Businesses’ Voice Assistants Are Coming to a Smart Speaker Near You
“I’d lift the handset off the black phone and tell the telephone operator ‘Call Bob’s.’ The operator asked, ‘Bob’s Meat Market or Bob’s Auto Service?’ and I would respond, ‘Auto.’ Then, the operator would connect me to Bob’s Auto Service, and I’d start speaking with Bob.” My grandfather, who had one of the first telephones in his small Wyoming community, often told this story by concluding, “Connecting to a business was simpler then.”
The name of a business is one of its biggest assets. Names appear on business websites and social media sites, and increasingly they serve as the activation word—the word spoken by the customer to invoke a business’s voice agent. And just as every business has a website today, in a few years every business will have its own voice agent.
Previously, to find information about a business, customers searched the White or Yellow Pages of a telephone book (remember those?), then placed a call to that business. The internet changed that. Now customers Google the business name, wade through related or similar website descriptions, select a website, and click. Up pops the business’s web page. But there should be a faster, easier way to connect to a business than searching, scanning, and selecting—like speaking the name of a business to invoke the business voice agent.
Call Them by Their Name
Connecting with a business voice agent through your home’s smart speaker seems like a natural evolution. But there are problems:
• Some businesses have names that are pronounced the same, but have different spellings, such as Cisco (communications hardware) and Sysco (food services for restaurants).
• Other businesses have names that are pronounced and spelled the same, such as Bob’s (Meat Market) or Bob’s (Auto Service).
• A business might have multiple names, such as Gone Fishing, Went Fishing, and Go Fishing.
• A business could have a name that is not easily pronounced by English speakers, such as businesses with non-English names such as Huawei or Baidu.
Additional information—such as the customer’s history, local context, an ontology of names, or perhaps a conversation with the customer—might be needed to resolve these problems.
In Search of a Voice Registry System
A Voice Registry System (VRS) is akin to a Doman Name Service (DNS) for voice agent names. After a voice agent is registered with the VRS, no one else may register and use that specific voice agent name. When the customer speaks a voice agent name, the VRS will invoke the appropriate voice agent by locating the voice agent address. If there are ambiguities, the VRS attempts to solve them with local information or by talking with the customer. Customers can quickly connect to the business by speaking its name, just as my grandfather did years ago.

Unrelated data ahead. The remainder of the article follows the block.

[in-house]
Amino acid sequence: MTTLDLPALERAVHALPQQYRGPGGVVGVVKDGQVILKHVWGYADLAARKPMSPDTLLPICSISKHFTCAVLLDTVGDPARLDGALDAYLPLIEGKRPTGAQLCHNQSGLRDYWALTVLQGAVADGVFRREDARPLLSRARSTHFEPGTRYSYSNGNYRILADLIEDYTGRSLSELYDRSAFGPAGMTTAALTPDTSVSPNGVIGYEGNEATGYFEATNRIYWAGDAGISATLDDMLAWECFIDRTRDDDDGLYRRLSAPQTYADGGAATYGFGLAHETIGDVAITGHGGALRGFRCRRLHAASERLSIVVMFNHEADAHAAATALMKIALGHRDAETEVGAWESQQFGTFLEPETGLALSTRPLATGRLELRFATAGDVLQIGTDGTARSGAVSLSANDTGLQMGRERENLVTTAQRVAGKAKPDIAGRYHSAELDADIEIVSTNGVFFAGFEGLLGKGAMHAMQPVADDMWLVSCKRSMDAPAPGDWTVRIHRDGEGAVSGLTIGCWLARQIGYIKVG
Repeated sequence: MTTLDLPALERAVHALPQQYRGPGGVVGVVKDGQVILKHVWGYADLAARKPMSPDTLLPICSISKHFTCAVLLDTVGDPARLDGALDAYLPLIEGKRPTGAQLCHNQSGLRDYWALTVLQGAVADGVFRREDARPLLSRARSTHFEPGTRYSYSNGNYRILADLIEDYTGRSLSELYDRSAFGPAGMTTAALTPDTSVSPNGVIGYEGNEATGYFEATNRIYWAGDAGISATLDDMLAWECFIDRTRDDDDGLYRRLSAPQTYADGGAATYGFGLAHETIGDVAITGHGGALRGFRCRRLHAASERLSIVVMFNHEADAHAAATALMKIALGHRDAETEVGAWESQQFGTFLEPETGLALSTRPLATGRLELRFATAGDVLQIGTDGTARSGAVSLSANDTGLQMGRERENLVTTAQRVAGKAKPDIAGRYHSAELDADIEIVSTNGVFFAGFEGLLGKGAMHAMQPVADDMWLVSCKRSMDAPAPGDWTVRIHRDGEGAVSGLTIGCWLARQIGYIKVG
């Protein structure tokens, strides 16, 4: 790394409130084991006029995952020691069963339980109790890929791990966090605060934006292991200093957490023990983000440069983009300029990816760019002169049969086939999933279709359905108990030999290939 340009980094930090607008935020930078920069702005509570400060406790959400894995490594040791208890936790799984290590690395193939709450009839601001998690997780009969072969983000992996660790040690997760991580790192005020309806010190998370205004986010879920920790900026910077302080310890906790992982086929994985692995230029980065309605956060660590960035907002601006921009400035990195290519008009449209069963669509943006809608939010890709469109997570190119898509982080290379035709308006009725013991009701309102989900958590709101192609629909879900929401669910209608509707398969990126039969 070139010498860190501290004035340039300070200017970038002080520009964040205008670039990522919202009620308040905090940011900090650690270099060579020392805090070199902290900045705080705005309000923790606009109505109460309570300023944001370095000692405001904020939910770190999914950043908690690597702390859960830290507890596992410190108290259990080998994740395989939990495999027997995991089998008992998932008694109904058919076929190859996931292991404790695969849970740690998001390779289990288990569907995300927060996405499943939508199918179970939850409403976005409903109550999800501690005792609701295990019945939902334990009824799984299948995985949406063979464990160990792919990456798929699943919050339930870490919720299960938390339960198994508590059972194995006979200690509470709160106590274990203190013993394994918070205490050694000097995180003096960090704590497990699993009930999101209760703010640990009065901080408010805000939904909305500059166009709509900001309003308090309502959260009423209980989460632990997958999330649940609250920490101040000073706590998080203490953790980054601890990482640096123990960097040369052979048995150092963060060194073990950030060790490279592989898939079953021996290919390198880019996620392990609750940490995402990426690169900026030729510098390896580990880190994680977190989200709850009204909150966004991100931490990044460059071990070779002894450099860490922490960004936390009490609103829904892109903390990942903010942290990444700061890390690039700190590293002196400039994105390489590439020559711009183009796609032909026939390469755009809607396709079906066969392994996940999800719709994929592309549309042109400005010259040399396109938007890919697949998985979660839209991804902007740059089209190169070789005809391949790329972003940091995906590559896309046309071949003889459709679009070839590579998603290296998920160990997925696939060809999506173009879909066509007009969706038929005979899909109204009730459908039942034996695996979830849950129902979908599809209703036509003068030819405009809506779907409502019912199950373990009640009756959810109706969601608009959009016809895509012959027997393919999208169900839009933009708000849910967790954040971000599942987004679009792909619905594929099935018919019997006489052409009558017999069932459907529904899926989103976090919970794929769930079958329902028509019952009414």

Unfortunately, a global VRS does not exist yet, but the good news is that the Open Voice Network (OVN) is developing one. If you would like to follow OVN’s progress or join the conversation with any of OVN’s standardization efforts, please visit https://openvoicenetwork.org/join/.
IVA Conference Calls
A customer can connect and disconnect sequentially with several voice agents, one at a time. But customers might want to converse with several agents at the same time—for example, when comparison shopping or coordinating appointments. Think of it as a conference call rather than several sequential individual ones.
Amazon’s Voice Interoperability Initiative (VII) recently published a multi-agent design guide to help customers interact with multiple voice agents at once. Customers start by speaking several voice agent names; the agents can interact only with the customer, not with each other. It will be an adjustment; some customers might find it confusing having a group call with several voice agents.
Just as all businesses have web pages that can be searched and viewed by customers, soon all businesses will have voice agents that help customers locate needed information quickly.
Get started by implementing a simple voice agent, perhaps with the FAQs from your website. Stake your claim on your voice agent name by creating, registering, and installing versions of your voice agent on each of the major voice agent platforms (Amazon, Google, Samsung, and Apple). If you haven’t already done so, consider copyrighting or registering your voice agent name with the copyright office in your country.
James A. Larson is program co-chair of SpeechTEK 2021 and senior technical adviser with the Open Voice Network. He can be reached at firstname.lastname@example.org.